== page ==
Twenty-three people were cited at the Blarney Stone early Saturday morning when state officers inspected the local bar.
Of the 23 people who were cited on Dec. 14, 21 received citations for underage drinking, Bureau of Liquor Control Enforcement Sergeant Dan Steele said. Another seven received citations for carrying a false identification card. However, no arrests were made.
Steele said that a majority of those who received citations at the bar at 39th and Sansom streets were Penn students, although he could not provide an exact number of Penn students who were cited.
As part of the open inspection, officers from the BLCE entered the bar while undercover, Steele said. When they suspected that there were underage drinkers at the bar, the officers revealed their badges and began requesting identification from those present.
After the BLCE entered the bar, Kevin Kearney, owner of Blarney Stone, said that officers told him to close it down because there were too many people to inspect everyone’s IDs individually.
The bar closed at around 12:15 a.m. Saturday morning, Kearney said. He added that he was surprised to see the BLCE officers on Saturday just after midnight.
“I walked down into a full bar from a busy kitchen and the next thing I see is liquor control officers,” Kearney said.
However, Kearney noted that Blarney Stone reopened for business Saturday night, and opened for business hours on Sunday and Monday as well. He said he “plans on running business as usual” at the bar unless BLCE tells him otherwise.
At the time of Saturday’s inspection, about 75 to 100 people were in the bar, Steele said. Kearney said that the number of patrons was closer to 200 that night.
There were four security guards at Blarney Stone on Friday night into Saturday morning, Kearney said. Two were at the front entrance, one was at the back entrance and one was behind the bar.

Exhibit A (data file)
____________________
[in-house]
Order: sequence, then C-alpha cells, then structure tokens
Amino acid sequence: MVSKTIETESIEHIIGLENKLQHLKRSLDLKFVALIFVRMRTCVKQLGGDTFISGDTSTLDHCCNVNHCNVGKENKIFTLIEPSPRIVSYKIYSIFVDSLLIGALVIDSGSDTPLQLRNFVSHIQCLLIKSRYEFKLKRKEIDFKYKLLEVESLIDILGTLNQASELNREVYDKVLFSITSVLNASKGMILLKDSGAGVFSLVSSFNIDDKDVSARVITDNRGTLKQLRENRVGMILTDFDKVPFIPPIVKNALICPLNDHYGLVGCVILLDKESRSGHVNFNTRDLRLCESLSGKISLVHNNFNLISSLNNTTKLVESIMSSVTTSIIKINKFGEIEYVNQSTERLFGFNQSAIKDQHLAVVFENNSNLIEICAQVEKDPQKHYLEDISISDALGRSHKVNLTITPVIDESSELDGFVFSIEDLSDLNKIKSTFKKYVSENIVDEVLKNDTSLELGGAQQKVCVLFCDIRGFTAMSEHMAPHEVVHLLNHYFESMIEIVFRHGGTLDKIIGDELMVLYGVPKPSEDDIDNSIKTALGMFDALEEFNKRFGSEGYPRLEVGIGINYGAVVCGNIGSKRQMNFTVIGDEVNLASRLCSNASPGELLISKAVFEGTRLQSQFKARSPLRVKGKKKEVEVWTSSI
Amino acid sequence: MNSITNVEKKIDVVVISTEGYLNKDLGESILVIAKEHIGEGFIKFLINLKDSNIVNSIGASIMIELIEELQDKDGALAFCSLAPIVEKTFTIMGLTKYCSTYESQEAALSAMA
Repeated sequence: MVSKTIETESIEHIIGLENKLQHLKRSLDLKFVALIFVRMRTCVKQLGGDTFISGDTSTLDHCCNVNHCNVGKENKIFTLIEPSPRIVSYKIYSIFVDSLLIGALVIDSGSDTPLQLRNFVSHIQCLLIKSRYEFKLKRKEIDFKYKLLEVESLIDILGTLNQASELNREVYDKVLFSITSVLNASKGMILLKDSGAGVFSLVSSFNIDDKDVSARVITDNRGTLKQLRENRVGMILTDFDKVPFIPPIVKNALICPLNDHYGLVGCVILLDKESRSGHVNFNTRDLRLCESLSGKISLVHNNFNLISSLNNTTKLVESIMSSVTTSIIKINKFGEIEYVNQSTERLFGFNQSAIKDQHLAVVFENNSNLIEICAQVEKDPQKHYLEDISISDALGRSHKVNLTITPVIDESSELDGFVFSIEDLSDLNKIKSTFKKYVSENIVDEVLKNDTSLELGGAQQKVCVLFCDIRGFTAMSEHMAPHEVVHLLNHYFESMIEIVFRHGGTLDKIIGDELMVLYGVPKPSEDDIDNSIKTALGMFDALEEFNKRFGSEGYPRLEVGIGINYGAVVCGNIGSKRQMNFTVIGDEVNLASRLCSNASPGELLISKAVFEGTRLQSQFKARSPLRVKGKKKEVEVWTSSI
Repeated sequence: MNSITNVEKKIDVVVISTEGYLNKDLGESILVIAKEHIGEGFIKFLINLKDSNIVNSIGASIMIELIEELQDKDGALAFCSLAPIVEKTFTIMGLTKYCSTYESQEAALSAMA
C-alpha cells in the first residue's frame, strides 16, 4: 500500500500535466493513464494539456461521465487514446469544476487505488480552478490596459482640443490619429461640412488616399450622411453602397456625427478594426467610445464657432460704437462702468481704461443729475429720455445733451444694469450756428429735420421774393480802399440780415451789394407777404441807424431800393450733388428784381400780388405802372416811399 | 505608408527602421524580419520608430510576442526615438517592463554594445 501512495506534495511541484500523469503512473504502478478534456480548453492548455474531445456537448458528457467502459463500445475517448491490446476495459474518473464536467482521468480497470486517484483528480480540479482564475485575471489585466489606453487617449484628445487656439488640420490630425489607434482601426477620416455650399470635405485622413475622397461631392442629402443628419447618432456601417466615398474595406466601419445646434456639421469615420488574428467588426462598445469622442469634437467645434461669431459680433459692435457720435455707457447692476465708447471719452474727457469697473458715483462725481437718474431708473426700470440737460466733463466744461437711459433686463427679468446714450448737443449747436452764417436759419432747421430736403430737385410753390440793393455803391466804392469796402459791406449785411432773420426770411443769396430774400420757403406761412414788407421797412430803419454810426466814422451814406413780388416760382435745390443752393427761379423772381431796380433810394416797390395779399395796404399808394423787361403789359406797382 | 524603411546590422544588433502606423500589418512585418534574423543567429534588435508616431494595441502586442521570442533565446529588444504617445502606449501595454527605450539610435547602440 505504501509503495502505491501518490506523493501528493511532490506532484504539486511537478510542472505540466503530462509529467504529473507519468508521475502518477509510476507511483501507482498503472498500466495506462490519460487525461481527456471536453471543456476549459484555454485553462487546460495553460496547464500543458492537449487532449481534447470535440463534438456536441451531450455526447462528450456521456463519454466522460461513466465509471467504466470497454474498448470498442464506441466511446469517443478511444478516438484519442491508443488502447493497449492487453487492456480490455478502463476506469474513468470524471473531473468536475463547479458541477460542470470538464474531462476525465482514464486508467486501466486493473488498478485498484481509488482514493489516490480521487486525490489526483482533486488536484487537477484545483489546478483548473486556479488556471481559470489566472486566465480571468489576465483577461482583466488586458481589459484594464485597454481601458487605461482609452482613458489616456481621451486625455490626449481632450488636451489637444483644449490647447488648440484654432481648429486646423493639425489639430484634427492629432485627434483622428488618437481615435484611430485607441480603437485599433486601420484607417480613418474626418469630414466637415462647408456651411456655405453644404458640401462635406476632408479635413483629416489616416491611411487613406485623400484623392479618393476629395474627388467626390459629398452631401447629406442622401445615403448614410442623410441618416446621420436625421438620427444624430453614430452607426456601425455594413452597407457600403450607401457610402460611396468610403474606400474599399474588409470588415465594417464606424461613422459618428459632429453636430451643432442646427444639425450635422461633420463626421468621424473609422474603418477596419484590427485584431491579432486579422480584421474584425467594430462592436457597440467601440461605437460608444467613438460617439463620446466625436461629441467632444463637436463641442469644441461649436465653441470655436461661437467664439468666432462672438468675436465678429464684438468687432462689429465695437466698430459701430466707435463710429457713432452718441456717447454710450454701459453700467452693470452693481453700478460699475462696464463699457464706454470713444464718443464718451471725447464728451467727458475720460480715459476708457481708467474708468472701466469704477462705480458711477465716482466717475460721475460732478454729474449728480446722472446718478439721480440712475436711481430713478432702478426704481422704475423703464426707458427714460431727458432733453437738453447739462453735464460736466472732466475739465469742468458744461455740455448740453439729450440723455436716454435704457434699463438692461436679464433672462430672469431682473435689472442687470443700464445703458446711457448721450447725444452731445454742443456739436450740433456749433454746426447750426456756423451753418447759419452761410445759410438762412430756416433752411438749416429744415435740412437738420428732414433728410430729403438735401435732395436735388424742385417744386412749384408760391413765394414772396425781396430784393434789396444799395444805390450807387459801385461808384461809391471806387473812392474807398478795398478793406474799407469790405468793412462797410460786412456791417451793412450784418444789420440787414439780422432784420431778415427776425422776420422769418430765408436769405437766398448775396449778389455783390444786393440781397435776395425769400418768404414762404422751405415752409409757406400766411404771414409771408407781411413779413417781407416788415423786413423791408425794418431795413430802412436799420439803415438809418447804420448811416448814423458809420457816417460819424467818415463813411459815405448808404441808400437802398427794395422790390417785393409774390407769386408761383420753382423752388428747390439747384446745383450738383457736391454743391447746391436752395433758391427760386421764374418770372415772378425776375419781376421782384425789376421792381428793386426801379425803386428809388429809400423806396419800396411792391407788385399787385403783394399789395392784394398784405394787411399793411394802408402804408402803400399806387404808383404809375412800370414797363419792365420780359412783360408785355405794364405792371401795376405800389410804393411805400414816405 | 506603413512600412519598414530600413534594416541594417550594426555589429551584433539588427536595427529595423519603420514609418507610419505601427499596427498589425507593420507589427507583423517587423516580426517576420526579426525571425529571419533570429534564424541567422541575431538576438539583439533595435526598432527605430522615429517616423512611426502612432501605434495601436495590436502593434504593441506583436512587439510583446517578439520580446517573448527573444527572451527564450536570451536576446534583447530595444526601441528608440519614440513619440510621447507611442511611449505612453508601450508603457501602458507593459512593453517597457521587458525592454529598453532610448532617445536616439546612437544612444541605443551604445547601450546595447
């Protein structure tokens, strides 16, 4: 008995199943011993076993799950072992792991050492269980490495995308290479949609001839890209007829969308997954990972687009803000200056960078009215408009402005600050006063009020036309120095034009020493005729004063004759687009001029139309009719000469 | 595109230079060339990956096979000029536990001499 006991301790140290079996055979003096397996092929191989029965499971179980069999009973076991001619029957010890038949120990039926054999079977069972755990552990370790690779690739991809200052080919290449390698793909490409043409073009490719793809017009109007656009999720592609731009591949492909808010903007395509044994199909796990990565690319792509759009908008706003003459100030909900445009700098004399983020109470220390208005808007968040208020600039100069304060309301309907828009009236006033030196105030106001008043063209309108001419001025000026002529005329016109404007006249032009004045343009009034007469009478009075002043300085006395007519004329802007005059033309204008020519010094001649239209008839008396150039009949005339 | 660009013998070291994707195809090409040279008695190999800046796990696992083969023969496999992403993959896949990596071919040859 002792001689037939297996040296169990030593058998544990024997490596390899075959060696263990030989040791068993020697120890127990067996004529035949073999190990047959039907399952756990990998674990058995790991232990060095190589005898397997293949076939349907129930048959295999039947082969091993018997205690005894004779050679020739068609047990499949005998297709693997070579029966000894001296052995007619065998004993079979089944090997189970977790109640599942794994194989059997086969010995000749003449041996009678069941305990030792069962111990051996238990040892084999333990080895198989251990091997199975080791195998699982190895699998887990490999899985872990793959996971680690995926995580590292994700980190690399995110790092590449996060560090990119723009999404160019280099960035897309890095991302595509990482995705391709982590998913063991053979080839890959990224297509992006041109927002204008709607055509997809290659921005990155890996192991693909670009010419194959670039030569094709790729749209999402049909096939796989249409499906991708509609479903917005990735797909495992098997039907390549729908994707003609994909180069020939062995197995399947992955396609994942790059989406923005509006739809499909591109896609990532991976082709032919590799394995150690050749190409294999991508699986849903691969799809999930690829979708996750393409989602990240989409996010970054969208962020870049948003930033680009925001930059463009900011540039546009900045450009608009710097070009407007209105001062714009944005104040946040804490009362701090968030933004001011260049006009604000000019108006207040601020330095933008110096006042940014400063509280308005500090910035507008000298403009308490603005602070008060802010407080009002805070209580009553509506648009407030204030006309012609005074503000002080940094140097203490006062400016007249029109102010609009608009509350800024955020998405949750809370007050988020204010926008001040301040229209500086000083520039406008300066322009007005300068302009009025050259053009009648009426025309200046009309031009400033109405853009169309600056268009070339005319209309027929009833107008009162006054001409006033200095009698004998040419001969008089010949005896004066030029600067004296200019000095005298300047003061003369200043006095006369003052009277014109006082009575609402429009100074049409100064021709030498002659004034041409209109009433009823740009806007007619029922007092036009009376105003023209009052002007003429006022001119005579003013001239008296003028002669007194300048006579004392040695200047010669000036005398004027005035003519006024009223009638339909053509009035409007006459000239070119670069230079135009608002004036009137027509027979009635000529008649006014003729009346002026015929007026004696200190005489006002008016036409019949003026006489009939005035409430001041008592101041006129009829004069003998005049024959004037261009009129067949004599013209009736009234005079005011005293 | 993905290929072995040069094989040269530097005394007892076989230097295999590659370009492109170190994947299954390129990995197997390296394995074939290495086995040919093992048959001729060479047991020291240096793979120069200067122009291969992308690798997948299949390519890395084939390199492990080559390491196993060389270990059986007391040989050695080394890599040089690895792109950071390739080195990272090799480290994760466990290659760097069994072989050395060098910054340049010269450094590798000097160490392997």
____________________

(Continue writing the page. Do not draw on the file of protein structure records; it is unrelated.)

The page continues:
Steele said that the guards at the front entrance were physically checking IDs that night, although the IDs were not being scanned.
He also said that the investigation followed concerns that Penn Police have shared with BLCE over the past several months, but he added that Saturday’s inspection was BLCE’s initiative.
“We took it upon ourselves to check the location for [underage drinkers],” Steele said.
The Division of Public Safety, which oversees Penn Police, acknowledged that Penn Police officers assisted BLCE officers with their investigation, but deferred comment about Saturday’s operation to the BLCE.
In late January, Blarney Stone failed a compliance test administered by the BLCE. As part of that test, an underage buyer was served alcohol without Blarney Stone requesting identification from that person.
Steele noted, though, that on Oct. 9, 2013, Blarney Stone passed a BLCE age compliance test when it refused to serve alcohol to an underage buyer.
Steele said that as a result of Saturday morning’s operation, Blarney Stone will receive an administrative citation with an “enhanced penalty.”
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